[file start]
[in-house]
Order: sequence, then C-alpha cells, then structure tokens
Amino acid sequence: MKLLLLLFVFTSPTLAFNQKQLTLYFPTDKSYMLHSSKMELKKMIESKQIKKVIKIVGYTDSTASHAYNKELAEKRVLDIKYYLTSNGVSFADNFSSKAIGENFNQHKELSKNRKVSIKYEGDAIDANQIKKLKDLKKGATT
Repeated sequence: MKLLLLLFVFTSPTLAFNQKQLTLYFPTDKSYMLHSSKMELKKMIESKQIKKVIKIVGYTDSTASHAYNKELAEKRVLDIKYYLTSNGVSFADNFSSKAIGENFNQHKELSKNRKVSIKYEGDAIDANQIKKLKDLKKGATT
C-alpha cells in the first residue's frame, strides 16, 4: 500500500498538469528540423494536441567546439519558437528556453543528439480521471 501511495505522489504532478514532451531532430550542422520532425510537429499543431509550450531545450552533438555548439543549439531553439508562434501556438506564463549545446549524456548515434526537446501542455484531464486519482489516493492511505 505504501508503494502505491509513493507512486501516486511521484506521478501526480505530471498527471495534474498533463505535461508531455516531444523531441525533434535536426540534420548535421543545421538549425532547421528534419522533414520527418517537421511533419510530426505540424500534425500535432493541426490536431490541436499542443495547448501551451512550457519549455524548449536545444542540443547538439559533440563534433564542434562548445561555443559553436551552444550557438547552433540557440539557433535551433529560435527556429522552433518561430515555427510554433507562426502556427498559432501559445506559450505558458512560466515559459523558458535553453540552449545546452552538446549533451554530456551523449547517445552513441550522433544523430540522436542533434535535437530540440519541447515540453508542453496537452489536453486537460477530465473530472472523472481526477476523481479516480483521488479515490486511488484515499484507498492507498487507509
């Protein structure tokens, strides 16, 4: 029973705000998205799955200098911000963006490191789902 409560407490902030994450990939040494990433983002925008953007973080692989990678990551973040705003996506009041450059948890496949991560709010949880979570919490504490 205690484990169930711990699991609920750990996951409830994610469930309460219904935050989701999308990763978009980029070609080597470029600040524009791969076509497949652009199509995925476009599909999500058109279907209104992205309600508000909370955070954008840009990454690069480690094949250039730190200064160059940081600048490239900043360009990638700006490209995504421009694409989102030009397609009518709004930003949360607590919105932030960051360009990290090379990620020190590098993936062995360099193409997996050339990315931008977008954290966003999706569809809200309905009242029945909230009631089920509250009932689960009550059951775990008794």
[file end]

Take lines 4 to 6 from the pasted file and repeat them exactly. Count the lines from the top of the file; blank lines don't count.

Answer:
Repeated sequence: MKLLLLLFVFTSPTLAFNQKQLTLYFPTDKSYMLHSSKMELKKMIESKQIKKVIKIVGYTDSTASHAYNKELAEKRVLDIKYYLTSNGVSFADNFSSKAIGENFNQHKELSKNRKVSIKYEGDAIDANQIKKLKDLKKGATT
C-alpha cells in the first residue's frame, strides 16, 4: 500500500498538469528540423494536441567546439519558437528556453543528439480521471 501511495505522489504532478514532451531532430550542422520532425510537429499543431509550450531545450552533438555548439543549439531553439508562434501556438506564463549545446549524456548515434526537446501542455484531464486519482489516493492511505 505504501508503494502505491509513493507512486501516486511521484506521478501526480505530471498527471495534474498533463505535461508531455516531444523531441525533434535536426540534420548535421543545421538549425532547421528534419522533414520527418517537421511533419510530426505540424500534425500535432493541426490536431490541436499542443495547448501551451512550457519549455524548449536545444542540443547538439559533440563534433564542434562548445561555443559553436551552444550557438547552433540557440539557433535551433529560435527556429522552433518561430515555427510554433507562426502556427498559432501559445506559450505558458512560466515559459523558458535553453540552449545546452552538446549533451554530456551523449547517445552513441550522433544523430540522436542533434535535437530540440519541447515540453508542453496537452489536453486537460477530465473530472472523472481526477476523481479516480483521488479515490486511488484515499484507498492507498487507509
């Protein structure tokens, strides 16, 4: 029973705000998205799955200098911000963006490191789902 409560407490902030994450990939040494990433983002925008953007973080692989990678990551973040705003996506009041450059948890496949991560709010949880979570919490504490 205690484990169930711990699991609920750990996951409830994610469930309460219904935050989701999308990763978009980029070609080597470029600040524009791969076509497949652009199509995925476009599909999500058109279907209104992205309600508000909370955070954008840009990454690069480690094949250039730190200064160059940081600048490239900043360009990638700006490209995504421009694409989102030009397609009518709004930003949360607590919105932030960051360009990290090379990620020190590098993936062995360099193409997996050339990315931008977008954290966003999706569809809200309905009242029945909230009631089920509250009932689960009550059951775990008794």